Monasterboice, West cross

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Way of the Cross: Die Daily; Rise Daily

“. . . unless a grain . . . dies. . .” (John 12:24)

I’ve said this before, but it really has been such a blessing to drive across America. I’ve seen and experienced many things. Most dramatic is the cross, and how I’ve changed in my view of it. It has taken 80,000 miles/125,000 km to develop a love for this incredible symbol of our relationship with our Messiah, our Savior, Y’shuaJesus.

I’ve seen crosses on the sides of mountains, atop church steeples, on the sides of churches, on houses, on advertising billboards, and even on trucks and cars. The tallest crosses I’ve ever seen, perhaps 300 feet/100 meters, are being placed in strategically visible places across America by a non-profit organization. In a country with modern Sodom on one coast and modern Gomorra on another, we have crosses nearly everywhere in between.

Let me briefly share how I viewed the cross before my trucking/evangelistic odyssey. Years ago, in a museum, I stared long and even photographed a sculpture of a First-Century victim being crucified. He we as suspended upon a pole. I’d heard before the talk of the cross as an vision of Constantine. I knew about the Egyptian life sign, which is a form of a cross. Most damaging to my view of the traditional cross is the translation of the Greek word for cross:

σταυρός stow-ros,’ a stake or post (as set upright), that is, (specifically) a pole or cross (as an instrument of capital punishment); figuratively exposure to death, that is, self denial; by implication the atonement of Christ: – cross.

Oh, to be sure I valued the Celtic cross, being Welsh-American and proud of my heritage. But as a symbol of Christianity I choose the sign of the fish. Its origin is with the persecuted First-Century church. It seemed to speak of faith. Yet seeing the traditional Twenty-First Century cross displayed across America, I am reaching toward it as a truer symbol of faith. The symbol is now universally recognized as Christian, universally identified with our Messiah. In fact, I’ve heard the symbol of the cross is offensive to many of the American “churches” who have fallen away from Christ as the only way to G-d. It is considered horrid by some for it symbolizes death.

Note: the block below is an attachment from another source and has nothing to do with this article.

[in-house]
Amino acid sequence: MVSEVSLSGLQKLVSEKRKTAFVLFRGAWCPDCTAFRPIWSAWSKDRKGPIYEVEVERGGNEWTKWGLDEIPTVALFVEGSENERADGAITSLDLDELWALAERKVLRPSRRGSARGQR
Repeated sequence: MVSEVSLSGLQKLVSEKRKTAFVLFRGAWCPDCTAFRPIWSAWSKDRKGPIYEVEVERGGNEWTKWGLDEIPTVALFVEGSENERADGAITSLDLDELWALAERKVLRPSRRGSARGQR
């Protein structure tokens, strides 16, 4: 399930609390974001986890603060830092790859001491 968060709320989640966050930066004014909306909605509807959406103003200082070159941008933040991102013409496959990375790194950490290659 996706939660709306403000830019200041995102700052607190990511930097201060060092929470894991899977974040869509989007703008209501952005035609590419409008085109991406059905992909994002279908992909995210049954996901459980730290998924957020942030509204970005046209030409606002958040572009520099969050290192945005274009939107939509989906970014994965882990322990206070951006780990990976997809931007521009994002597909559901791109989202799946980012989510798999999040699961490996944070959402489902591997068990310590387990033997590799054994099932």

Death. Precisely the point. We are to accept the death of our old way of living, believing, being. We are to accept a new life in Messiah. Thank You Lord, for the old way really wasn’t working anyway.

So the cross is not just a symbol of death, but of life. Following death on the cross, Y’shuaJesus rose to a resurrected life. We, too, baptized in His death, rise to new life. We are to life a resurrected life. We are here, on Earth, in old bodies, but our soul is resurrected. Our true life is a resurrected life.

The cross, then, is a symbol of overcoming death, of rising from the ashes of the fire and living beyond reproach, beyond approach by the enemy of G-d. If we are, as I’ve heard us described, a broken people, we better view ourselves as once broken, now mended by the Holy Spirit living within. Like a China teacup shattered upon a stone pathway, G-d puts us back together and holds us that way. We are His people. We have our new life in Him.

In my kindled love for the symbol of the cross, I look for it upon churches that I pass. I notice it more, and pray more for those institutions and people who display it. My pray is us all to live the way of the cross. To live the powerful new life the cross symbolizes.

Lord Bless, Keep, Shine. . .